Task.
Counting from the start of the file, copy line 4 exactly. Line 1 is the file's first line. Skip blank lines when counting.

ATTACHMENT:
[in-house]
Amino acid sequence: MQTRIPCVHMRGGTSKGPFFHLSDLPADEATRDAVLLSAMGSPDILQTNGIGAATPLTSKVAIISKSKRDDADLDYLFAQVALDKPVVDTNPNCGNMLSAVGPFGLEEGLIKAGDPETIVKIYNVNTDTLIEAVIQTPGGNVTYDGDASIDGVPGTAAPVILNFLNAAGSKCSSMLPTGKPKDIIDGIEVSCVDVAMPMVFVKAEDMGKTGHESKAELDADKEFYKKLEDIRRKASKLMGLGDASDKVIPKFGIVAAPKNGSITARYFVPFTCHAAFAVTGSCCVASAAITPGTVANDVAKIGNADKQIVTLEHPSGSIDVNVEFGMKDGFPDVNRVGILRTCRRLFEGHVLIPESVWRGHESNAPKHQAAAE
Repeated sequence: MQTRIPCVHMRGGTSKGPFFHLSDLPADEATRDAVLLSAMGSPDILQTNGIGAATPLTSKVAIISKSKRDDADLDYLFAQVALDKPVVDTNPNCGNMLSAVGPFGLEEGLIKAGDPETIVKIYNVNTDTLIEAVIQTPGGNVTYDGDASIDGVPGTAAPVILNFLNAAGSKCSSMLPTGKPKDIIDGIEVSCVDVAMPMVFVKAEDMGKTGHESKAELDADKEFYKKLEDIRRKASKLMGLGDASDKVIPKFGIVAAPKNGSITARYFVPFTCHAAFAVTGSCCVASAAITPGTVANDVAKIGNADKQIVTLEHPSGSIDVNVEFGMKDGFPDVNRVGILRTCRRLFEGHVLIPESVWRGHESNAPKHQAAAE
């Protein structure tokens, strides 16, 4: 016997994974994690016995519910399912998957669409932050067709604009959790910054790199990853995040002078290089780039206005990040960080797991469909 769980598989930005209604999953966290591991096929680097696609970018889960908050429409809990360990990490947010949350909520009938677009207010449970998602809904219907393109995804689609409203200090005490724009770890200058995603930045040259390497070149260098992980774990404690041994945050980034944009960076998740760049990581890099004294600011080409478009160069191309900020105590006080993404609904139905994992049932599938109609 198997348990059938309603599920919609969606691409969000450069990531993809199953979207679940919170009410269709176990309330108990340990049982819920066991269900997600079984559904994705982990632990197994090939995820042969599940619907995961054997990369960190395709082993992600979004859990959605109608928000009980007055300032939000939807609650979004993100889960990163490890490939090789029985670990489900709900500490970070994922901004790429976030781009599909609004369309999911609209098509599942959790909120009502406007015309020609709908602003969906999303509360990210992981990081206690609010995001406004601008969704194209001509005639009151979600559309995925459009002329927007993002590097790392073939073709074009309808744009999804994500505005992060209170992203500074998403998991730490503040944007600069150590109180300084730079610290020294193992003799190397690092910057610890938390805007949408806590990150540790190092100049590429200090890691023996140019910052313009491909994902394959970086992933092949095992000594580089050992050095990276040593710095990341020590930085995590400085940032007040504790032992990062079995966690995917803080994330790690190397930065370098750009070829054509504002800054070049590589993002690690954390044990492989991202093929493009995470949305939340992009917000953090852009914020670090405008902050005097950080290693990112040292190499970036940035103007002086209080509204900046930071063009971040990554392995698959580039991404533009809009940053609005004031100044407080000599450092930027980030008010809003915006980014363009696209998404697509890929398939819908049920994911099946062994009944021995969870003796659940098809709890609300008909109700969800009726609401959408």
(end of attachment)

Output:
């Protein structure tokens, strides 16, 4: 016997994974994690016995519910399912998957669409932050067709604009959790910054790199990853995040002078290089780039206005990040960080797991469909 769980598989930005209604999953966290591991096929680097696609970018889960908050429409809990360990990490947010949350909520009938677009207010449970998602809904219907393109995804689609409203200090005490724009770890200058995603930045040259390497070149260098992980774990404690041994945050980034944009960076998740760049990581890099004294600011080409478009160069191309900020105590006080993404609904139905994992049932599938109609 198997348990059938309603599920919609969606691409969000450069990531993809199953979207679940919170009410269709176990309330108990340990049982819920066991269900997600079984559904994705982990632990197994090939995820042969599940619907995961054997990369960190395709082993992600979004859990959605109608928000009980007055300032939000939807609650979004993100889960990163490890490939090789029985670990489900709900500490970070994922901004790429976030781009599909609004369309999911609209098509599942959790909120009502406007015309020609709908602003969906999303509360990210992981990081206690609010995001406004601008969704194209001509005639009151979600559309995925459009002329927007993002590097790392073939073709074009309808744009999804994500505005992060209170992203500074998403998991730490503040944007600069150590109180300084730079610290020294193992003799190397690092910057610890938390805007949408806590990150540790190092100049590429200090890691023996140019910052313009491909994902394959970086992933092949095992000594580089050992050095990276040593710095990341020590930085995590400085940032007040504790032992990062079995966690995917803080994330790690190397930065370098750009070829054509504002800054070049590589993002690690954390044990492989991202093929493009995470949305939340992009917000953090852009914020670090405008902050005097950080290693990112040292190499970036940035103007002086209080509204900046930071063009971040990554392995698959580039991404533009809009940053609005004031100044407080000599450092930027980030008010809003915006980014363009696209998404697509890929398939819908049920994911099946062994009944021995969870003796659940098809709890609300008909109700969800009726609401959408």